6.7/10
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Janie Jones (2010)

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A young girl who has been abandoned by her former-groupie mother informs a fading rock star that she is his daughter.

Director:

1 nomination. See more awards »

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Cast

Cast overview, first billed only:
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Ethan Brand
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Mary Ann Jones
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Iris
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Sloan
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Dave (as Joel Moore)
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Lily Brand
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Chuck
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Billy
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Officer Dickerson
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Ulysses
Robert Goodwin ...
Smoking Door Man
Guy Van Swearingen ...
Gil
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Creepy Goth Kid
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Brassy Girl (as Katie Riccio)
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Storyline

A young girl who has been abandoned by her former-groupie mother informs a fading rock star that she is his daughter.

Plot Summary | Add Synopsis

Taglines:

Two strangers. One family.

Genres:

Biography | Drama | Music

Certificate:

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Parents Guide:

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Details

Official Sites:

Country:

Language:

Release Date:

29 April 2011 (USA)  »

Also Known As:

Janie Jones: Uma História de Amor  »

Filming Locations:

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Box Office

Budget:

$3,000,000 (estimated)
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Company Credits

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Technical Specs

Sound Mix:

Color:

Aspect Ratio:

2.35 : 1
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Did You Know?

Trivia

The film's dedication is "For Julia", who is director's David M. Rosenthal real daughter and his assistant director for this film. They first met when he was 30 and she was 11. See more »

Quotes

[first lines]
Sloan: We're almost there, guys, I think. Just talked to the venue. They say, it's totally sold out. Almost.
Chuck: Any more Hot Pockets left?
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Connections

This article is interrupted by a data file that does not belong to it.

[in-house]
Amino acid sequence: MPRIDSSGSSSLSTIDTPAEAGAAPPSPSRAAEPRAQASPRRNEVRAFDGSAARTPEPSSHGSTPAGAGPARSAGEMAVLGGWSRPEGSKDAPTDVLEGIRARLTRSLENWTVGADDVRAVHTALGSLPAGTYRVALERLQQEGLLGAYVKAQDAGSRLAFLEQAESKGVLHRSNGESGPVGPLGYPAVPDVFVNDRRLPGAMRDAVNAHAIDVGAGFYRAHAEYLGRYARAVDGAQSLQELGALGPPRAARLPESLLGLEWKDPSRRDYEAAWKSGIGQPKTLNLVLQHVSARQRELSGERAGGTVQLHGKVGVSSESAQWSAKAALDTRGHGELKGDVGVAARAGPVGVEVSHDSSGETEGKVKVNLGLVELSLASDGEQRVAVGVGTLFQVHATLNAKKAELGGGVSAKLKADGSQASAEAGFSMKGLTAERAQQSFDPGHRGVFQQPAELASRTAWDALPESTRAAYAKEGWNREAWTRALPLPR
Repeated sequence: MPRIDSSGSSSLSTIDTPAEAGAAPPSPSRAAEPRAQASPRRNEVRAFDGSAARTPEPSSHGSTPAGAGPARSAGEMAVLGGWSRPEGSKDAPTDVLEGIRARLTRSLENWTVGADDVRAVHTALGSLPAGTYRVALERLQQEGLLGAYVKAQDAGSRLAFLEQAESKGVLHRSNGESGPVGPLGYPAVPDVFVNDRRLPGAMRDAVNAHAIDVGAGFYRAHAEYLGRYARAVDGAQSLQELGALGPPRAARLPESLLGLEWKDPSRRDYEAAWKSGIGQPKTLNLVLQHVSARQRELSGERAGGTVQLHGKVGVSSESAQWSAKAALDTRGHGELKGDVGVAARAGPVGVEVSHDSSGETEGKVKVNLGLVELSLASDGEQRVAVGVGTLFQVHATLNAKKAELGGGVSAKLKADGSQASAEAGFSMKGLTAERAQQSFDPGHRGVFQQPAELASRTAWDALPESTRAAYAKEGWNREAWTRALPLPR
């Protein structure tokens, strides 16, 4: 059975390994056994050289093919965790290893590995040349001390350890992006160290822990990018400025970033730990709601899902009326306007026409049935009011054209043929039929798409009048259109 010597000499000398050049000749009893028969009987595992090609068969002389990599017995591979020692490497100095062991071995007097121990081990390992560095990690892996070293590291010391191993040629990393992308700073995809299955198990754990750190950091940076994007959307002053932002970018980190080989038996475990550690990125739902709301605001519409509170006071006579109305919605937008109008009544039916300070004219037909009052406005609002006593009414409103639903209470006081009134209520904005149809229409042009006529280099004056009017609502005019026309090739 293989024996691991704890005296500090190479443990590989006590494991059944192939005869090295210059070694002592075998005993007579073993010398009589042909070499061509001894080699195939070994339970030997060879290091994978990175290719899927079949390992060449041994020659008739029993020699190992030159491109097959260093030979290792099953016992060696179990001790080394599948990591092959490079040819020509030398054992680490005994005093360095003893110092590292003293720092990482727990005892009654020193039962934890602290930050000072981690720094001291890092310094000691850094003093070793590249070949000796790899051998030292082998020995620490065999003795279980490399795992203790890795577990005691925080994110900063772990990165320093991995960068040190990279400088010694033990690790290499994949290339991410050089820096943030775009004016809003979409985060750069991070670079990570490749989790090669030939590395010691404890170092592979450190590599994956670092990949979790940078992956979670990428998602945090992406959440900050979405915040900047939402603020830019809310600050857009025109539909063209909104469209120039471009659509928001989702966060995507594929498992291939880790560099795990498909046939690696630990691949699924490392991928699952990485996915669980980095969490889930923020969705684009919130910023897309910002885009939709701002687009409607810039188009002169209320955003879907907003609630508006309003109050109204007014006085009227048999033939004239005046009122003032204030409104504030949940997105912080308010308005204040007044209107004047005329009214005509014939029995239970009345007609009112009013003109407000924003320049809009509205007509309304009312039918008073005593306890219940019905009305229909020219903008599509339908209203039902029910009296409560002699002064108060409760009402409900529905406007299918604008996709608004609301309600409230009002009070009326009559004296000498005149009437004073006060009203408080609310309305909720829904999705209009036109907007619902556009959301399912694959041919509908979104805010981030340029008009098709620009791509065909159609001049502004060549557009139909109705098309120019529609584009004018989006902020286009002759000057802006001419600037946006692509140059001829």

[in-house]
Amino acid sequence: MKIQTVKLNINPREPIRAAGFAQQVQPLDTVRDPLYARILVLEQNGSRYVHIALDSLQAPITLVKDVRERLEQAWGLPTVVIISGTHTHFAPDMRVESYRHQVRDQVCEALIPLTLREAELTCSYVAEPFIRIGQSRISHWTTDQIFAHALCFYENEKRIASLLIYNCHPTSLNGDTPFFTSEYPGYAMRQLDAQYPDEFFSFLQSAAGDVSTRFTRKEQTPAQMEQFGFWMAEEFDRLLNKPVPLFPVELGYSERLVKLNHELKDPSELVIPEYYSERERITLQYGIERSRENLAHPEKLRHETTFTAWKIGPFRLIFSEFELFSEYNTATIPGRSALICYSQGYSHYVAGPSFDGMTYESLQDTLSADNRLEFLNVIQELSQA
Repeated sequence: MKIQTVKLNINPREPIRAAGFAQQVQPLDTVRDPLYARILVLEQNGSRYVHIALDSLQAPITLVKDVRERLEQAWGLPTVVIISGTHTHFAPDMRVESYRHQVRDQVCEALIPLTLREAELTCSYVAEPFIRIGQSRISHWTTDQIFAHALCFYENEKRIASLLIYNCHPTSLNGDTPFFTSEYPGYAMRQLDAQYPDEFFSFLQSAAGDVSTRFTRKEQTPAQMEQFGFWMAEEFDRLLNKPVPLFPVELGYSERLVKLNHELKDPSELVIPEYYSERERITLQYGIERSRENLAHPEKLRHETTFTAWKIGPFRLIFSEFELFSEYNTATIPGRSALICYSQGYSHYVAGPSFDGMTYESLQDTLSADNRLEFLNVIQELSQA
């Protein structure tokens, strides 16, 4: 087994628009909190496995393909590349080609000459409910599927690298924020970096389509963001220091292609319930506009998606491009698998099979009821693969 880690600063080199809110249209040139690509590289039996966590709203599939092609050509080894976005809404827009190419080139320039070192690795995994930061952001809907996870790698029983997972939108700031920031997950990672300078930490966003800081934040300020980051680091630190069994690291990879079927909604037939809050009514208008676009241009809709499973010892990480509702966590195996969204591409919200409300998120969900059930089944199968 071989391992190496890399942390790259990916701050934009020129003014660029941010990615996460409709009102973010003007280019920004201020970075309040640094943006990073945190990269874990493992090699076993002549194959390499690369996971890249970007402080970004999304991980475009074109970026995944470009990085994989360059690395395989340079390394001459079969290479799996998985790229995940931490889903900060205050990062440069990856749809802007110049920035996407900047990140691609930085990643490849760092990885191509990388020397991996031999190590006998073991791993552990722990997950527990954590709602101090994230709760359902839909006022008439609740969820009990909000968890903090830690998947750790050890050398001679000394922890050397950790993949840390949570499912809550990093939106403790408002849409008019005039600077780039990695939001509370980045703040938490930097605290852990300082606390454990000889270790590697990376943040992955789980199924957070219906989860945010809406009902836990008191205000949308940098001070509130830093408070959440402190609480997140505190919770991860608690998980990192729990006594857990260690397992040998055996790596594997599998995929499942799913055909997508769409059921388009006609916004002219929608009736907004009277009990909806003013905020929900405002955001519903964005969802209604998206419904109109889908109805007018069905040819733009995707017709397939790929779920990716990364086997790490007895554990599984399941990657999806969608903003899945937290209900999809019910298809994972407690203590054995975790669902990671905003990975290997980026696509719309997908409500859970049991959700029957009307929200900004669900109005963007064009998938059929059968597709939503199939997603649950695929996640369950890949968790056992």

Featured in Ebert Presents: At the Movies: Episode #2.16 (2011) See more »

Soundtracks

Pretty Little Things
Written by Nick Milwright
Performed by Blackchords
Courtesy of Dust Devil Music (APRA/AMCOS)
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User Reviews

An Old Song Re-Sung - by a very talented cast!
9 November 2011 | by (United States) – See all my reviews

The plot line of JANIE JONES has been used many times before - estranged child forced to live with runaway parent provides growth for both - but this story is apparently based on a true incident and perhaps that is one of the reasons it becomes rather endearing. Written and directed by David Rosenthal this somewhat overly long film works well and that is in no small art due to the sensitive casting.

Tattooed, alcoholic, almost has been rock and roll performer Ethan (Alessandro Nivola) tours with a mediocre band headed by manager Sloan (Peter Stormare) who somehow manages to keep things together for the band - Dave (Joel David Moore), singer and Ethan's girl friend Iris (Britanny Snow), Chuck (Frank Whaley), and Ulysses (Michael Panes). The band has been together for years and now is forced to play the sleazy nightclubs who will book second rate acts. Into this worn down group comes a surprise - Ethan's old squeeze Mary Ann Jones (Elisabeth Shue) whom Ethan hasn't seen for 13 years arrives on the scene with Ethan's 13- year-old daughter Janie Jones (Abigail Breslin). Ethan doesn't even remember Mary And nor does he buy the fact that he fathered a child, but Mary Ann has the birth certificate to prove it: Mary Ann is drug addict and can no longer care for Janie while she attempts to dry out so she literally dumps Janie with the reluctant Ethan and disappears. The remainder of the film is a struggle Ethan has at being unable to cope with life in general, the disbanding of the band because of Ethan's sociopathic behavior, Ethan's arrest and Janie's method of bailing him out when no one else will, falling downhill as a musician, and coping with the fact that Janie is around. The gradual interaction between Ethan and Janie demonstrates the difficulties of father-daughter bonding, but it also awakens in each of them the concept of being noticed, needed, and loved.

Both Alessandro Nivola (one of our finest actors today) and Abigail Breslin bring a depth of acting skills to these rolls. They are wholly credible and have our hearts all the way through. The smaller roles (including Frances Farmer as Ethan's wealthy mother form whom he is able to get funding because of Janie's presence as her granddaughter) are well written and beautifully acted. The film relies a lot on music and Nivola and Breslin sing and pay their own musical contributions. Yes the story may be tattered from over use, but the strength of the film is well worth the viewer's interest and time. Grady Harp, November 11


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